Written by Stacy Daeffler Destination Colorado plans several shows and events each year, and the success of these events is directly related to guest turnout. With each event, we excitedly watch RSVP’s pour in while at the same time thinking in the back of our minds, “About a third of these guests are either going to cancel or no-show at the last minute.” The problem is, there isn’t a magic calculator to help us determine exactly how many of our RSVP’s are actually going to attend. All event planners are mindful of their RSVP numbers as they walk through the steps of planning each event, considering headcounts as they outline activities, budget, food and beverage and hospitality, hopeful that their numbers are right on. Headcounts are turned in, monies are committed and the day of your event is here. At the close of registration, you look at your guest list and notice that there is a big chunk of people who haven’t showed up, and it’s not likely that they’re going to. Fortunately, the quality of your attendees is likely to please event participants and sponsors, but the no-show’s have cost you money and frustration. So how do you reign these people in and get them to actually attend? Here is a list of tips that helps us in retaining the RSVP’s so that the most people attend an event or meeting.
Last September, Destination Colorado hosted two road shows in Northern California. We invited over 700 meeting planners and collected over 60 RSVP’s. We were thrilled to have this many RSVP’s, but understood that the no-show rate for events of this nature tends to be high (around 35-50%). With a rather high per-head cost for this event and our requirement to turn in headcounts in advance, we began to brainstorm and utilize the internet for ideas on retaining our RSVP’s. Our efforts resulted in an 81% retention rate! Here’s what we did:
- Utilize Social Media. Facebook, LinkedIn, Twitter, Instagram and other platforms can help draw attention to your event by creating and using hashtags and posts, and some platforms like Facebook offer paid advertising or “boosts.” We utilized Facebook to target meeting planners in Northern California. Facebook allows you to pay to get our event posts in front of a target audience by defining specific parameters like geographic location and interests (i.e. meetings, events, event planning, meeting planner, etc). Not only did this attract “likers” to our page, it also helped boost RSVP’s.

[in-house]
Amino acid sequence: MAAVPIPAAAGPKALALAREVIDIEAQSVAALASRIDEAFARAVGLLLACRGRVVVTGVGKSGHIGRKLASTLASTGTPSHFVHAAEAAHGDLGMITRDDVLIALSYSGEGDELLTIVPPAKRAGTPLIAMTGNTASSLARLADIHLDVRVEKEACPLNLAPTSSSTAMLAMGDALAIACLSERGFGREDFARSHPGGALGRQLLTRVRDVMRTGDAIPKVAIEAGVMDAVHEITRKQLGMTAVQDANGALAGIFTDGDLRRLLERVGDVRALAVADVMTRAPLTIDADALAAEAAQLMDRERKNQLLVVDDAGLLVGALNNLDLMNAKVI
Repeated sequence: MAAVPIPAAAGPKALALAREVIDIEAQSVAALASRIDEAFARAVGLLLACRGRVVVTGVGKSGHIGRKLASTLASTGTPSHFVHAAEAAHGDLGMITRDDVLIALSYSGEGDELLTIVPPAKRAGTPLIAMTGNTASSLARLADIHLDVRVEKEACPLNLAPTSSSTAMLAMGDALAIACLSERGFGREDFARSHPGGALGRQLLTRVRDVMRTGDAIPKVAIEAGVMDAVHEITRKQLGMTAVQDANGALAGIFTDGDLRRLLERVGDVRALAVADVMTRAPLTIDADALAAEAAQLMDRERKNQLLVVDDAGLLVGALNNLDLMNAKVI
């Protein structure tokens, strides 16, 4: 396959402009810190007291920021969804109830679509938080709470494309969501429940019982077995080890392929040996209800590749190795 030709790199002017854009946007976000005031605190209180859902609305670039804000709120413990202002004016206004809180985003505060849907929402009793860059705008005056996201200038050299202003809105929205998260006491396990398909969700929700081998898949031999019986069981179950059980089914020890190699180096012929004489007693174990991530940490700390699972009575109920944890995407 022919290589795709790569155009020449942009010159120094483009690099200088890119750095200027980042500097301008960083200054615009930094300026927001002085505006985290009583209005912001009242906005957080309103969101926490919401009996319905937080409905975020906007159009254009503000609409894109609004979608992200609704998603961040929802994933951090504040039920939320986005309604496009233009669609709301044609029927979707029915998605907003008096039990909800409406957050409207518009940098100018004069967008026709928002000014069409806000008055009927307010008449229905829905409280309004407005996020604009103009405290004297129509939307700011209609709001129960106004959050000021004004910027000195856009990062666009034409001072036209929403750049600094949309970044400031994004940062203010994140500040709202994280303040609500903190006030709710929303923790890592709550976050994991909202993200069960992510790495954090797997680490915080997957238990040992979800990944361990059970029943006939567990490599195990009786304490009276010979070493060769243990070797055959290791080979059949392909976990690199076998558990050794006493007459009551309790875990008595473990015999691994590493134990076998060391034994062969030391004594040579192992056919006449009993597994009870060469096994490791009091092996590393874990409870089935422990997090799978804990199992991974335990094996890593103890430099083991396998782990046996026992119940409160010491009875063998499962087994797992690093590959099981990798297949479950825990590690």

- Personal Invitations. Sure, eBlasts to large databases are the easiest way to invite someone to your event. If you are going to use this method (and we did), try to add a personal touch. Many campaign systems have an option to plug the recipients name into the subject line and/or body of the email. This small piece of information is also less likely to trigger spam filters, helping to ensure your email makes it’s way into the recipients inbox. In addition to the eBlast, go through your database line by line, select some of your VIP invitees and send them a personal email. This is a little time consuming, but worthwhile in terms of getting and retaining RSVP’s. You’ve made a personal connection, and they have your email address so they can keep in touch with you regarding the event.
- Make Them Feel Special. Fortunately, we had funding assistance from the Colorado Tourism Office (CTO) for our California event, which opened up additional dollars for this event. We used these funds to send personalized packages to each RSVP, scheduled to arrive at their home or desk the week of our event. In it we placed a signed letter welcoming them to our event, Colorado themed gift items and a Golden Ticket that they needed to bring with them to our event to be entered into a raffle (see item #4).
- Raffles And Presents. Nothing incentivizes guests like giveaways and door prizes! For this event, we raffled a free trip to Colorado, inclusive of airfare and lodging for two. We let our RSVP’s know in advance that they would need to be present to win (hence the golden ticket). We were also sure to let them know that they’d be receiving plenty of Colorado goodies the day of the event. Gifts should be tasteful and appropriately themed. Ask yourself if your gift is something you would appreciate receiving, or if it would end up in a junk drawer and forgotten.
- Communication Is Key. Make sure your guests have all of the information that they need at their fingertips. Create a web page specifically for your attendees with event details, maps and contact information. Keep in touch via email with event reminders and updates, and be sure they have an email address and phone number for the event coordinator.
- Text Messaging. Several recent studies have shown that text messaging is the most common cell phone activity, with a 98% open rate. (http://www.onereach.com/blog/45-texting-statistics-that-prove-businesses-need-to-start-taking-sms-seriously/). We are currently in a generation where the majority of people prefer to converse via text. A quick google will turn up a list of several companies who offer paid text “blast” services at an affordable rate. Simply upload a list of phone numbers and input your message and return phone number to quickly and easily text event updates, reminders and details to your event attendees. This also ensures they have your number in case they need to reach you (which will likely be in the form of a text message – so provide a cell phone number).